MARCH 8, 1946
NEW YORK—I had a sad letter the other day and one which points out one of the big problems that the people of the United States are facing today.
I am quoting it for that reason. “In 1944 I married a young Chinese woman who had come to the United States in 1938 with her B.A. from Yenching University seeking higher education. She received her M.A. from Mills College in 1940, and it was in the fall of that year that I met her when she came to the University of California to work for a Ph.D. in Educational Psychology. She is a most beautiful young woman, beloved by all who know her. After a great deal of soul-searching we were finally married—while I was a junior medical student.
“....When we were married we were entirely conscious of the shape of general social reaction in the United States, most particularly in the west, against mixed marriage. Indeed California has a statue against miscegenation which made it necessary for us to be married in Washington. Nevertheless, until recently we have not encountered any direct evidence of this traditional hospitality. Our recent encounter has been, as you might surmise, in the field of housing accommodations. Recently I have taken a position in the Donner Laboratory of Medical Physics at this university where research is being conducted in the medical use of the products of nuclear reactions, particularly of the uranium pile. I can only hope as one among millions that it is in this peaceful type of use that the incredible force loosened by man's genius will find its future application. In order to function effectively in this new job it was necessary for us to move to Berkeley. I arranged for an exchange of apartments from San Francisco to Berkeley, and we moved in. I did not tell the manager that my wife was Chinese. I did not and do not feel that I had any moral obligation to give such information. By present rental and housing rules of the O.P.A. we are quite secure in our new home. The unpleasant experience that precipitates my writing was a conversation the manager and wife, just held after a month's tenancy, in which I was reproached for not informing them of the fact of my wife's nationality. Tempers were not lost, but the significance of their adverse criticism was insulting. In due respect to their position they were expressing the owner's attitude, although one cannot doubt that their own feelings were also involved. Had they known, we should not have been accepted as tenants.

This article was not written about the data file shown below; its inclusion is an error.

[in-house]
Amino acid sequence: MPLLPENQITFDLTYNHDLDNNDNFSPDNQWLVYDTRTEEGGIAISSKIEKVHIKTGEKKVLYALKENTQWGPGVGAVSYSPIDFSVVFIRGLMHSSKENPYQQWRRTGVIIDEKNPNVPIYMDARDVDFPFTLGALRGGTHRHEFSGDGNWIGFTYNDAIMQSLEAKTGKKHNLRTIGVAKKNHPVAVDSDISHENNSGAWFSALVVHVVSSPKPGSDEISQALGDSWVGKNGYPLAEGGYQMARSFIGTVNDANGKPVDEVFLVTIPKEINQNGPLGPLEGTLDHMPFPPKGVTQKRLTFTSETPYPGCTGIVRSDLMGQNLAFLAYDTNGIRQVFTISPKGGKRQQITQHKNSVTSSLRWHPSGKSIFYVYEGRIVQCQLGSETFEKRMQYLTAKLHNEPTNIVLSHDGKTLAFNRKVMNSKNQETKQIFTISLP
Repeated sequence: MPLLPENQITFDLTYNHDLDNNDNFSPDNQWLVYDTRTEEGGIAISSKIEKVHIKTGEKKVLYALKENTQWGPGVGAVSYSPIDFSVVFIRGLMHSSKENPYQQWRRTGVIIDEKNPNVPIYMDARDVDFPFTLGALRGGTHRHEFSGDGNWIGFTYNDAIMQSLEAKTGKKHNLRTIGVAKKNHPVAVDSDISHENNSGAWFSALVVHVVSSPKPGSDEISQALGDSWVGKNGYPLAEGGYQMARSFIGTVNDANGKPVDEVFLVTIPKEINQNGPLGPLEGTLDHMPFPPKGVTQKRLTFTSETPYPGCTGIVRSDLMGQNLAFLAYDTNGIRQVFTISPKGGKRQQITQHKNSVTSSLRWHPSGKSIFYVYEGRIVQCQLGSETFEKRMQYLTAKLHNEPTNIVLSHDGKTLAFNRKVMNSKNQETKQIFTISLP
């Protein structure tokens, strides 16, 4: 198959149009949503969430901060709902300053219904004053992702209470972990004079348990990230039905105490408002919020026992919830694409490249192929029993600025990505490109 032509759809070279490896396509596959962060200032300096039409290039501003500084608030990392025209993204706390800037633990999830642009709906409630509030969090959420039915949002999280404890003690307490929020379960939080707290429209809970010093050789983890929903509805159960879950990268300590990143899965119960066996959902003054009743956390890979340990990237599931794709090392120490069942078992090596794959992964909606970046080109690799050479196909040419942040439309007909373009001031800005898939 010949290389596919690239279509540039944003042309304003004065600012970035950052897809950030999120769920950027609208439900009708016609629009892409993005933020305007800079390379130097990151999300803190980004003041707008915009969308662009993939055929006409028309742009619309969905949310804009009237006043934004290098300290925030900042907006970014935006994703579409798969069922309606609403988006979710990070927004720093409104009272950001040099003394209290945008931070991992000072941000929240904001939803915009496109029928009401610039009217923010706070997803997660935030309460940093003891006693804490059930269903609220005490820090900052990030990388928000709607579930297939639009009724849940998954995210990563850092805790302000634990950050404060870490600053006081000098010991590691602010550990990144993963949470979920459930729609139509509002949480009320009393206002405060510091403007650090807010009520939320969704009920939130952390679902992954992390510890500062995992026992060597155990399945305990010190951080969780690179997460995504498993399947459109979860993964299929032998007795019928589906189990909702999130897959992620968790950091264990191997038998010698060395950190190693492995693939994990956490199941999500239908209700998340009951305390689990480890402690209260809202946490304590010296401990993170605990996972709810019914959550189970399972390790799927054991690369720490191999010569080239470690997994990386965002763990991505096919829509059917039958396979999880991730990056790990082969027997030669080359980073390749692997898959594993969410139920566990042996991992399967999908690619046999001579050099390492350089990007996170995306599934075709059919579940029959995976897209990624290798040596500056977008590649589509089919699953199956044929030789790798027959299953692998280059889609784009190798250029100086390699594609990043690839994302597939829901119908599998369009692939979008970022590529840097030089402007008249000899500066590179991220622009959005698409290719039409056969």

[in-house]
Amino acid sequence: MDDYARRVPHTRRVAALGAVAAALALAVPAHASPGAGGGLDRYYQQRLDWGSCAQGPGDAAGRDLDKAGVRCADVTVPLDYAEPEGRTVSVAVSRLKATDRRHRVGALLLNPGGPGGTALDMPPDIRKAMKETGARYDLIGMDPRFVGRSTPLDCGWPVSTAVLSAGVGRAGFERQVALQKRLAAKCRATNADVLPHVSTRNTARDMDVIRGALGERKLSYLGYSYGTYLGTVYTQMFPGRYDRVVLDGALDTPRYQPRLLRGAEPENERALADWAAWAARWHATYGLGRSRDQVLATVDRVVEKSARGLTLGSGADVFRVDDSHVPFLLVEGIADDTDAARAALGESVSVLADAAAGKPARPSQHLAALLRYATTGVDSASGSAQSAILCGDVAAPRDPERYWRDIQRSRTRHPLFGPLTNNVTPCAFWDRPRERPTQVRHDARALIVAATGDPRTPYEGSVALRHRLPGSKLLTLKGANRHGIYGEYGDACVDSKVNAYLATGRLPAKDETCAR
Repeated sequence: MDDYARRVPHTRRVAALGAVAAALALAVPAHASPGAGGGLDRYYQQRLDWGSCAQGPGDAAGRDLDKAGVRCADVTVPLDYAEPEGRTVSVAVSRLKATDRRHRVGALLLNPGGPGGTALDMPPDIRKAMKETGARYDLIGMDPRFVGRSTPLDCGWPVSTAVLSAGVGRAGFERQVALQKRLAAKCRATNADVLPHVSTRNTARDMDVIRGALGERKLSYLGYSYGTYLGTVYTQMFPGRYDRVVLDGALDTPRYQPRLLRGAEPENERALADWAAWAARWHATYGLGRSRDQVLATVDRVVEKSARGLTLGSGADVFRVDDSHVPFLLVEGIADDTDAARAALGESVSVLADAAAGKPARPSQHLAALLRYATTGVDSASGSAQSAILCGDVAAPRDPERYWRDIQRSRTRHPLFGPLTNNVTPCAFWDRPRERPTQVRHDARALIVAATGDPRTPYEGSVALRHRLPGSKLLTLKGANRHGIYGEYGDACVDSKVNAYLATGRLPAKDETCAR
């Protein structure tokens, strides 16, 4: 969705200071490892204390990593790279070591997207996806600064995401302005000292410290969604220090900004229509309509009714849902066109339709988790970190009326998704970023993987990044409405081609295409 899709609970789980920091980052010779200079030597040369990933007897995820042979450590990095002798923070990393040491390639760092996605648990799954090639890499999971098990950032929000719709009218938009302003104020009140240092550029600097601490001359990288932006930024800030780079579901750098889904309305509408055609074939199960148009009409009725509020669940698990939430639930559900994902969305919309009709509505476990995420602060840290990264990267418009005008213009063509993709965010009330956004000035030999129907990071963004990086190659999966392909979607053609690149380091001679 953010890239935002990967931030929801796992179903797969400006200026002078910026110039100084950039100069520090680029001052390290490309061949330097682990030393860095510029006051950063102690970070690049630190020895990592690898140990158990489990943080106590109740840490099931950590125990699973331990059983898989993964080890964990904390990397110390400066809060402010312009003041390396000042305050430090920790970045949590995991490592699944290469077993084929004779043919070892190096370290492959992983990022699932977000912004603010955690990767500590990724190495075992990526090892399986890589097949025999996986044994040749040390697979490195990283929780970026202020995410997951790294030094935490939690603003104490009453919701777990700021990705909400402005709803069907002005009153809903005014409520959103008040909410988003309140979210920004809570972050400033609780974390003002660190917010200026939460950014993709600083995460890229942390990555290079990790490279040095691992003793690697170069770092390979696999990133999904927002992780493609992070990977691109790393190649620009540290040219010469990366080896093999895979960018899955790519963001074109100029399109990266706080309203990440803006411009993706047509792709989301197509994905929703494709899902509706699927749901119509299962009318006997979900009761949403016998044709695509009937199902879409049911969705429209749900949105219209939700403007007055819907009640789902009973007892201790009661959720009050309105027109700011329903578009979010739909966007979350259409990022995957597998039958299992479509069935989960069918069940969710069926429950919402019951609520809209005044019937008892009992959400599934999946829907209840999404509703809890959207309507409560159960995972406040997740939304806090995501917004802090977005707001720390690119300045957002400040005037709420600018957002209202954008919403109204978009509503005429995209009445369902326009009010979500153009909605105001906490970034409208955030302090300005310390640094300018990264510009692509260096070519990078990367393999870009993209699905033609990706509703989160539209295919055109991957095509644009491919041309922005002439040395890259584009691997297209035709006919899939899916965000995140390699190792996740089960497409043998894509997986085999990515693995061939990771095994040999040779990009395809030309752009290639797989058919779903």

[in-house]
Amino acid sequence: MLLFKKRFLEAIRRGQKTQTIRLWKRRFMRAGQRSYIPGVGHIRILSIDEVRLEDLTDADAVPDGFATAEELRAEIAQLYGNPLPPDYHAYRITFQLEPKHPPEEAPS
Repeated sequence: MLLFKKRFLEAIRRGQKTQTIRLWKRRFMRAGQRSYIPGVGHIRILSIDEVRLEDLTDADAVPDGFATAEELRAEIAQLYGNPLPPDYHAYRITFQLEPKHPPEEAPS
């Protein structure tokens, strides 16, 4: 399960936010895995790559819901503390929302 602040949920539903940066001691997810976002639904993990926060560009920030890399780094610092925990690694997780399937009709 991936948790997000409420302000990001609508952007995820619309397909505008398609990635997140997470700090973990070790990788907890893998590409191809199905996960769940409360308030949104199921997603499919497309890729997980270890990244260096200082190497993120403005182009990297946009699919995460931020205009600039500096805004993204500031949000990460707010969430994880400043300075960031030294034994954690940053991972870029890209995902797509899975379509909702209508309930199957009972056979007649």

“....I am writing for my many Oriental friends, whom I know through my marriage and through residence at the Berkeley International House where I met my wife, for my Negro friends, for my Filipino and Mexican friends, and for the host of all these races whom I can only know as they are symbolized in my friends.”
If this exists in our own land it seems to me that we deny the spirit of the religions to which we all belong, for all religions recognize the equality of the human being before God. We deny the spirit of our own Constitution and Government which our forefathers fought to establish in this land, we make future goodwill and peace an impossibility for no United Nations organization can succeed when peoples of one race approach those of other races in a spirit of contempt.
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About this document
My Day by Eleanor Roosevelt, March 8, 1946
Digital edition created by The Eleanor Roosevelt Papers Project The George Washington University 312 Academic Building 2100 Foxhall Road, NW Washington, DC 20007
- Brick, Christopher (Editor)
- Regenhardt, Christy (Associate Editor)
- Black, Allida M. (Editor)
- Binker, Mary Jo (Associate Editor)
- Alhambra, Christopher C. (Electronic Text Editor)
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MEP edition publlished on 2008-06-30
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Transcription created from a photocopy of a draft version of a My Day column instance archived at the Franklin D. Roosevelt Library.
Transcribed from a My Day column draft dated March 7, 1946, FDR Library, Hyde Park, NY
TMsd, 7 March 1946, AERP, FDRL